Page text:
The gt-jdbc module is odd in that it provides a single implementation of a DataStore (JDBCDataStore actually) and you are forced to use the DataStoreFinder mechanism in order to access the different formats.

In this case each format is implementing a custom SQLDialect as discussed in the gt-jdbc internals page.

Creating a JDBCDataStore

The process of creating a JDBC data store follows the regular steps of creating any type of datastore. That is defining the parameters to connect to the database in a map, and then creating the data store factory.:

        Map<String, Object> params = new HashMap<>();
        params.put("dbtype", "postgis");
        params.put("host", "localhost");
        params.put("port", 5432);
        params.put("schema", "public");
        params.put("database", "database");
        params.put("user", "postgres");
        params.put("passwd", "postgres");

        DataStore dataStore = DataStoreFinder.getDataStore(params);

An important parameter is the dbtype parameter which specifies the type of database to connect to.

Using JNDI

The above example illustrates the case where a direct connection to a database is specified. A JNDI connection can also be specified using the JDBCJNDIDataStoreFactory class.:

Map map = new HashMap();
map.put( "dbtype", "postgis");
map.put( "jndiReferenceName", "java:comp/env/jdbc/geotools");

DataStore store =  DataStoreFinder.getDataStore(map);

Connection Pooling

Internally JDBC data stores use a connection pool when creating database connections. Properly configuring a connection pool for your application can have a profound impact on performance.

Here is an example:

map.put( "max connections", 25);
map.put( "min connections", 10);
map.put( "connection timeout", 5);

Connection validation is on by default, it takes a small toll to make sure the connection is still valid before using it (e.g., make sure the DBMS did not drop it due to a server side timeout). If you want to get extra performance and you’re sure the connections will never be dropped you can disable connection validation with:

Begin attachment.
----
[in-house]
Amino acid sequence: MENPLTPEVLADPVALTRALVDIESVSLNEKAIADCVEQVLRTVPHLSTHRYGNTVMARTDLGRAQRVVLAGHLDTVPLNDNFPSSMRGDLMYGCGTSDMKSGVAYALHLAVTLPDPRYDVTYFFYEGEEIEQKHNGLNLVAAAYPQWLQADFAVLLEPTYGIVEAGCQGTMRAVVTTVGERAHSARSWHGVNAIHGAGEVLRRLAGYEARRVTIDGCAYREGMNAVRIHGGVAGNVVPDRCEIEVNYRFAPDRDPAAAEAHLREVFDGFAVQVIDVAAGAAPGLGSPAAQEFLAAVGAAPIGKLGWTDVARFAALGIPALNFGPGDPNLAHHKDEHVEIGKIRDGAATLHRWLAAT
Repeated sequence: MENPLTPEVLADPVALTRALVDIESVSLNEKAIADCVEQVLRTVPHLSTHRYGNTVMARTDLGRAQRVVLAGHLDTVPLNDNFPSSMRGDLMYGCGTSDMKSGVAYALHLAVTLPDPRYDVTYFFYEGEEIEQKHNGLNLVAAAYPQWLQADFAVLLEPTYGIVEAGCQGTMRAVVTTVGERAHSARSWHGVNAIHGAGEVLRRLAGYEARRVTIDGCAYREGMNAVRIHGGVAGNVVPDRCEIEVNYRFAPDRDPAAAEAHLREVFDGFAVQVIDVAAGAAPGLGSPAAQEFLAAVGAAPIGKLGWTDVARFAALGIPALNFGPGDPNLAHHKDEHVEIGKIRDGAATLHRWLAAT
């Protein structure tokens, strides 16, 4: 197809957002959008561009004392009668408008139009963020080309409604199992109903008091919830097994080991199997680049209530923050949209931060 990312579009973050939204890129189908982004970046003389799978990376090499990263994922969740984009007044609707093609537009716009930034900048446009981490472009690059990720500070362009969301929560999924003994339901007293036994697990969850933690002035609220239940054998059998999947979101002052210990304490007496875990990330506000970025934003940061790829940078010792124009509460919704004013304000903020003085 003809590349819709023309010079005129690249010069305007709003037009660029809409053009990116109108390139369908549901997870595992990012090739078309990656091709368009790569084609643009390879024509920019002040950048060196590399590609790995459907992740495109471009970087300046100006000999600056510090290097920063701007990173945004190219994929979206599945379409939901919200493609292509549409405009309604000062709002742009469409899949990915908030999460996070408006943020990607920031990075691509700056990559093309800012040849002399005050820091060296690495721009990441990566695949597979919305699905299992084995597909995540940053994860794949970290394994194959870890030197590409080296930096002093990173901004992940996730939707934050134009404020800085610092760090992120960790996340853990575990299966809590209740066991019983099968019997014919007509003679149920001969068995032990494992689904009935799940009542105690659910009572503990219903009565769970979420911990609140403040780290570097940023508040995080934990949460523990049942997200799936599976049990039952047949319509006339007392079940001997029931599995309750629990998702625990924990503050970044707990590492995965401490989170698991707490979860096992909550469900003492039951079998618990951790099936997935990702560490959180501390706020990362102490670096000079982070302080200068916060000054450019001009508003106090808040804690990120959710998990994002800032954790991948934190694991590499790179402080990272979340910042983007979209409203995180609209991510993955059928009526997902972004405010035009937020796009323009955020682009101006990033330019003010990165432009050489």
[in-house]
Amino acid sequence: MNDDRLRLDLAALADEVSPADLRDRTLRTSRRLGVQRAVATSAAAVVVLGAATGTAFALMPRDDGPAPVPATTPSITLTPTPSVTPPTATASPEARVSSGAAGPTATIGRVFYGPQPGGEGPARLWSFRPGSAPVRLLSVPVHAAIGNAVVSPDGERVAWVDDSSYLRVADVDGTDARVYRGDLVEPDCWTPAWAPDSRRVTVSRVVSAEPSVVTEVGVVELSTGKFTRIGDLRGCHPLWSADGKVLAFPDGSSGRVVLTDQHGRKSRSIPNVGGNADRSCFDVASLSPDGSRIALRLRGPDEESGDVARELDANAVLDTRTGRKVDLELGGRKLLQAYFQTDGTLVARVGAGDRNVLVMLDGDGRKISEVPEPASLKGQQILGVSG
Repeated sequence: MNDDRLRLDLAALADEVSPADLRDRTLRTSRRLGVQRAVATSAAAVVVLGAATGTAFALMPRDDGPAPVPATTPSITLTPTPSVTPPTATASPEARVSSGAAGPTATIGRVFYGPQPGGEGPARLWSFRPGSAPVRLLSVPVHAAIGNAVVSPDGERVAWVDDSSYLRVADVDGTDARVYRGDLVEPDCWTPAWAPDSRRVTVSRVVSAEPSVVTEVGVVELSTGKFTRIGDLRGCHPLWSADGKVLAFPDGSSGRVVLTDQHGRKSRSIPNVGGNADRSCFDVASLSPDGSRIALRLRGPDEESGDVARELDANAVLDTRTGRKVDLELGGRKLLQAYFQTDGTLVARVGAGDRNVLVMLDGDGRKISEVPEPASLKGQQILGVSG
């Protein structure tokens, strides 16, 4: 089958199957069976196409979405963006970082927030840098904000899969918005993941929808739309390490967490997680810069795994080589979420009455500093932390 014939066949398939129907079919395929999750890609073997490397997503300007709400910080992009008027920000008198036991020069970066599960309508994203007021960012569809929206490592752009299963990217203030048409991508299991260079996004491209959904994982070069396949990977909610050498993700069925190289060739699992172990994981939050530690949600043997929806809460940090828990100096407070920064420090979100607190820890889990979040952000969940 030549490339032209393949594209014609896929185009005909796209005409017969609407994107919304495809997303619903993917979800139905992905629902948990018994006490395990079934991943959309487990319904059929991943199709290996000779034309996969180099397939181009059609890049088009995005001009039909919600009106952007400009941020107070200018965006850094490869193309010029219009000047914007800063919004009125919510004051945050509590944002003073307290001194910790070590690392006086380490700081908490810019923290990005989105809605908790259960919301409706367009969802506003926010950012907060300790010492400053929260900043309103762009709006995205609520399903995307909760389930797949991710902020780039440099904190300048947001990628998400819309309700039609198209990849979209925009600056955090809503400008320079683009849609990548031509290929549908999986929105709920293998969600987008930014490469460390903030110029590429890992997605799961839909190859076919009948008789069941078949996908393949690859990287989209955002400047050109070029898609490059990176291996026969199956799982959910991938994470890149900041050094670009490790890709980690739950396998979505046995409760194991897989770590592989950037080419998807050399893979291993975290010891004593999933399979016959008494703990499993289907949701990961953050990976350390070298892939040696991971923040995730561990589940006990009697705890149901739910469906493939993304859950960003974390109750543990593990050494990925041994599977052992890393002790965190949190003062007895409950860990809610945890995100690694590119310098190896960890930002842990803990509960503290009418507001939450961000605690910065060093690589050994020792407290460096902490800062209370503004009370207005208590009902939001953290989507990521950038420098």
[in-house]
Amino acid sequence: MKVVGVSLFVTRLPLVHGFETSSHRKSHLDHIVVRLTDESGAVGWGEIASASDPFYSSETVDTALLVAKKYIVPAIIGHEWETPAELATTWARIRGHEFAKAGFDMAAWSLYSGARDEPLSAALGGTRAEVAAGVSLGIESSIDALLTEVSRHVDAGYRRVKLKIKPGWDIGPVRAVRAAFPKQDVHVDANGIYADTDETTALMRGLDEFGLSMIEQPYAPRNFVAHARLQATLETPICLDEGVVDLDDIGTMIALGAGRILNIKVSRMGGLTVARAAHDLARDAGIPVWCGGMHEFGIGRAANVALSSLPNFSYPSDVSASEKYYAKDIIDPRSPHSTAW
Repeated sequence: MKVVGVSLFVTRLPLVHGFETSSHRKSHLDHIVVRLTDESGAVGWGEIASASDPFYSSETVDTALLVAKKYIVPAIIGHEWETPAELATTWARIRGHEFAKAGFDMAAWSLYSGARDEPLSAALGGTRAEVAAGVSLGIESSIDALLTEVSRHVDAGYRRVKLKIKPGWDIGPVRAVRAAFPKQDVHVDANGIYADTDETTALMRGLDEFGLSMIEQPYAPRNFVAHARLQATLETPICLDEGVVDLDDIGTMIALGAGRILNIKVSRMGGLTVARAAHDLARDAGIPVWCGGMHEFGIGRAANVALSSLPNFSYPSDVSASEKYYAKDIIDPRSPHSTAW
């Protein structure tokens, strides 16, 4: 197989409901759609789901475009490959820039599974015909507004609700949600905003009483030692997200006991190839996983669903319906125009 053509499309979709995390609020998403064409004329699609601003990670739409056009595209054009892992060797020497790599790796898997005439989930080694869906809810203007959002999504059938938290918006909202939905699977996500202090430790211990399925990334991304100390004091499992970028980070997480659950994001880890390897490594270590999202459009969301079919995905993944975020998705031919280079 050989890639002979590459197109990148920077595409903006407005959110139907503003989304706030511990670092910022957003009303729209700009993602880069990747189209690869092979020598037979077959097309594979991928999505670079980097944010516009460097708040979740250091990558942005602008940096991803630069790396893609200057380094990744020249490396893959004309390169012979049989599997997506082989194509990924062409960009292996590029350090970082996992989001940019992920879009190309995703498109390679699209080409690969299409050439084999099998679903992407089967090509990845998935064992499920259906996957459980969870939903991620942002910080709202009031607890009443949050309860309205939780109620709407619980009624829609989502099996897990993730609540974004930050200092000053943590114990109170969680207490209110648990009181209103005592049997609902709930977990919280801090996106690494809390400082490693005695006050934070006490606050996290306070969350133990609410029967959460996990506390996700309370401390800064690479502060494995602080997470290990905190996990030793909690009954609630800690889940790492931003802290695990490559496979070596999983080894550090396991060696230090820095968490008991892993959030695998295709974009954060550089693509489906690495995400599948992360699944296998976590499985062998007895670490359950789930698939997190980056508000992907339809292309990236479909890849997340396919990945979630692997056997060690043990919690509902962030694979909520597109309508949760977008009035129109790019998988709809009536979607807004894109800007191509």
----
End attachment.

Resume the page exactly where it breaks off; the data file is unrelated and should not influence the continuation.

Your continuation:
map.put( "validating connections", false);

Connection Parameters

All the gt-jdbc formats have the option of using the following set of connection parameters. You will need to consult the documentation for the plugin you are using; the following is provided to help with consistency.

Crucial to this is the agreement that they use a unique “dbtype” for each format.

Parameter Description
“dbtype” A URL of the file ending in “shp”
“host” Server to connect to
“port” Port to connect to.
“database” database instance
“schema” database schema
“user username if required
“passwd” password if required
“namespace” namespace prefix to use for content


Parameter Description
“Data Source” Optional: DataSource instance to use.

Connection Pooling

Parameter Description
“max connections” Maximum number of connection the pool will hold at any time, default is 10
“min connections” Minimum number of connection the pool will hold at any time, default is 1
“connection timeout” Maximum number of second the pool will wait when trying to obtain a connection, default is 20 seconds
“validate connections” Flag controlling if the pool should validate connections when a new connection is obtained
“Max open prepared statements” Maximum number of prepared statements kept open and cached for each connection in the pool. Set to 0 to have unbounded caching, -1 to disable
“Test while idle” Periodically test if the connections are still valid also while idle in the pool
“Time between evictor runs” Number of seconds between idle object evictor runs. The default value is 300 seconds.
“Min evictable time” Number of seconds a connection needs to stay idle before the evictor starts to consider closing it
“Evictor tests per run” Number of connections checked by the idle connection evictor for each of its runs. The default value is 3 connections.

Tweaking and Performance

Parameter Description
“fetch size” Number of records to read
“Primary key metadata table” The optional table containing primary key structure and sequence associations. Either expressed as ‘schema.name’ or just ‘name’
“Expose primary keys” “Expose primary key columns as attributes